2

I mean, how do I word the email so it doesn't look too ridiculous? Any ideas?

This office is in my area so I just assumed it's in my city, where I can get anywhere easily with public transport. Turns out it's actually in a town nearby.

I could of course get a car if I get the job, but I'd much rather work in the city and I don't think it'll be hard to get an offer here as there's a lot of opportunities. So I thought I'd turn this down. I think it'll look awful though and I don't want to burn any bridges, so, any idea how to word it?

  • 1
    Related / duplicate: Made a mistake in accepting interview invitation, should I cancel? The wording you use here isn't all that important (but, as always, try to avoid saying anything particularly negative). – Dukeling Dec 11 '17 at 14:50
  • This happens to me repeatedly. I'm different as I don't want to work in the city that I live. The driving traffic is insane. That's why I live beside a train station. People constantly phone me for interviews near by. The key here is to ask questions about location before you schedule the interview, and be specific. Is this where I will actually work? Image how bad it looks for a recruiter if you cancel an interview because of location. I know, I've don't this and it's unfair to them. They have to phone a person they might not be in good relationships with and explain why. – user7360 Dec 11 '17 at 16:47
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First, don’t do this by email. It should be done by phone so there is no delay or chance it won’t go through. And it’s a more mature way to deliver bad news. (If they have only corresponded with you by email, then an email response s is fine. But if you have a phone contact, you should use it.)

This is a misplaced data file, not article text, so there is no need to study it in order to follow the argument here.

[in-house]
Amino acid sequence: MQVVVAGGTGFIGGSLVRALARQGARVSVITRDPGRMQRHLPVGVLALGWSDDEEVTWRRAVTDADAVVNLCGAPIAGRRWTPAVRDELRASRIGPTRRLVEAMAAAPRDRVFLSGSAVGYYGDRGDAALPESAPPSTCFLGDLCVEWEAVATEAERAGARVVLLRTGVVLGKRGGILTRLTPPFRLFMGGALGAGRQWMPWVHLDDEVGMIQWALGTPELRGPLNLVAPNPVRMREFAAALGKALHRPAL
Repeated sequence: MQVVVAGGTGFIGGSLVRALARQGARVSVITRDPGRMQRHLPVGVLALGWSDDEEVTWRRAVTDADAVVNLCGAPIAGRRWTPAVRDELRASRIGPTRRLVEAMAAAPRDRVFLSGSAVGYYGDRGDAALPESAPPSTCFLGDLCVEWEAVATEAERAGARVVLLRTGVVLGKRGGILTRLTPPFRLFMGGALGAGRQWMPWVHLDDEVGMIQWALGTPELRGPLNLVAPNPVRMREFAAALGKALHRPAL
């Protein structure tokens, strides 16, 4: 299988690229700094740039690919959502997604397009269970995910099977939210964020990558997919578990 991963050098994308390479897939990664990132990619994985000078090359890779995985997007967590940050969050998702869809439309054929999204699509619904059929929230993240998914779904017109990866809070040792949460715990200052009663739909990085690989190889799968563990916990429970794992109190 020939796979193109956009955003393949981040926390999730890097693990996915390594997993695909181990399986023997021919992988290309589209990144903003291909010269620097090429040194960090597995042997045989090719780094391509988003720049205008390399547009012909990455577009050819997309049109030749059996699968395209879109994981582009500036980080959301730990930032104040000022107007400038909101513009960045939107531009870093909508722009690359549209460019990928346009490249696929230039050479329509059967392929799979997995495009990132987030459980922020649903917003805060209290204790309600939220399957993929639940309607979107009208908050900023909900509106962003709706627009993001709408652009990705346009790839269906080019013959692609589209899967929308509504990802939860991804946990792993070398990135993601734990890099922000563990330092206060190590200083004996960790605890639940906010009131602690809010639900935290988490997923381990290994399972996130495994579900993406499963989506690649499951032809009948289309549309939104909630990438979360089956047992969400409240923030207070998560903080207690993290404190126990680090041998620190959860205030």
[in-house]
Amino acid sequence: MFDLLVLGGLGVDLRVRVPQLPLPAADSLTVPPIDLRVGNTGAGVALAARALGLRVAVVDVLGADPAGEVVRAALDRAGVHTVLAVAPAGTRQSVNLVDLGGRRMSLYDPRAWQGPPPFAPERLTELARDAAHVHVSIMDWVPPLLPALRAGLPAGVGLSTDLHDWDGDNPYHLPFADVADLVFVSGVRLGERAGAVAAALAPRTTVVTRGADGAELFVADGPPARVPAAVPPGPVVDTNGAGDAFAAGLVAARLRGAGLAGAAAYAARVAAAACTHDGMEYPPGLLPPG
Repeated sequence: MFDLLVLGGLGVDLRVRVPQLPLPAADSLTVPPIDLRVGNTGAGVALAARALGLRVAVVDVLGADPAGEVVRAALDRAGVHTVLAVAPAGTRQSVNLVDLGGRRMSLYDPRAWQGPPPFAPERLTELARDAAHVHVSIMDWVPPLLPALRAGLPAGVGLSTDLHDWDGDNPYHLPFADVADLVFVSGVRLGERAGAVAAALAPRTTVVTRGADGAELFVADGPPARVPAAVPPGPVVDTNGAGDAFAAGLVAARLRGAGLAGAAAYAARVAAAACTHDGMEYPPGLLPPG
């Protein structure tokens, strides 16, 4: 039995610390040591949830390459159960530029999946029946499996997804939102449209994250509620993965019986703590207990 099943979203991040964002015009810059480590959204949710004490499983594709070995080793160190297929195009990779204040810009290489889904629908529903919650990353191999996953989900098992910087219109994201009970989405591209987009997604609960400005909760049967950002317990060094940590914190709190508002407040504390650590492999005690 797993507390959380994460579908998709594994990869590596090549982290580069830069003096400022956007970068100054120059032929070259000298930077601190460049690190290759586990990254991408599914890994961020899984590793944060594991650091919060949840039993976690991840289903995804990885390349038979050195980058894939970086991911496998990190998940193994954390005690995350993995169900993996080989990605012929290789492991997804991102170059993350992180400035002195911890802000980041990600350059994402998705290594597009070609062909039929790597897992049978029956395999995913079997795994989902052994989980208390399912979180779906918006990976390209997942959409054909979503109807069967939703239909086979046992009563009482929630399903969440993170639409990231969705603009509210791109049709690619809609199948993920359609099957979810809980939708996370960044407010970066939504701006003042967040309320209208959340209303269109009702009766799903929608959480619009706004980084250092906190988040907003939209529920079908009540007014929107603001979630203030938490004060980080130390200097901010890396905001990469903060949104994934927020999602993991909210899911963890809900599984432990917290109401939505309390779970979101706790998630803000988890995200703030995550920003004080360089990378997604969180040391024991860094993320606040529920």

Simply explain that you have decided that you’re not going to go forward with the interviewing process with them. When they ask for a reason, you can tell them why: the commute is undesirable.

They’ll understand.

  • Fair point. Done! – MockingOdist Dec 11 '17 at 14:22
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    And doing it early is better. They will be able to inform the interviewers, and perhaps schedule other candidates at a better time or free up the interviewers to do their daily work. Letting them know is not something that should be delayed. – Thomas Owens Dec 11 '17 at 14:22
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    Hey man just wanted to say thanks again for the tip. They actually called a bit later to offer the possibility of working remote, so I'll still do the interview. And I think the fact that I called to explain it over the phone and apologized may have something to do with it :) – MockingOdist Dec 11 '17 at 17:27
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    @MockingOdist I am very happy it seems to be working out for you. The fact is, they may not have consciously thought, "Hey, MockingDist called us, that's impressive." But the fact that you have spoken with them over the phone makes you more of a real person, and people like working with real people. :) Best of luck with the rest of the process! – Kent A. Dec 11 '17 at 18:03
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If you are already in the process with that company, it means that commute was already considered by you, would look unprofessionally if you back off now for that reason.

You should communicate as soon as possible with them by the same means you did before, but say that you received an offer from closer located position and letting them know you will continue with that offer.

This way you do let them know about your issue with location but not with company.

  • Do you think OP should put himself at the disadvantage, that he didn`t check the location of the company he applies to? – Strader Dec 11 '17 at 17:17
  • @JoeStrazzere In the end I called and told them I didn't realize the location and apologized. They offered the possibility of working remote so it mustn't have been so bad :) – MockingOdist Dec 11 '17 at 17:29
  • Great outcome. Congrats – Strader Dec 11 '17 at 17:30

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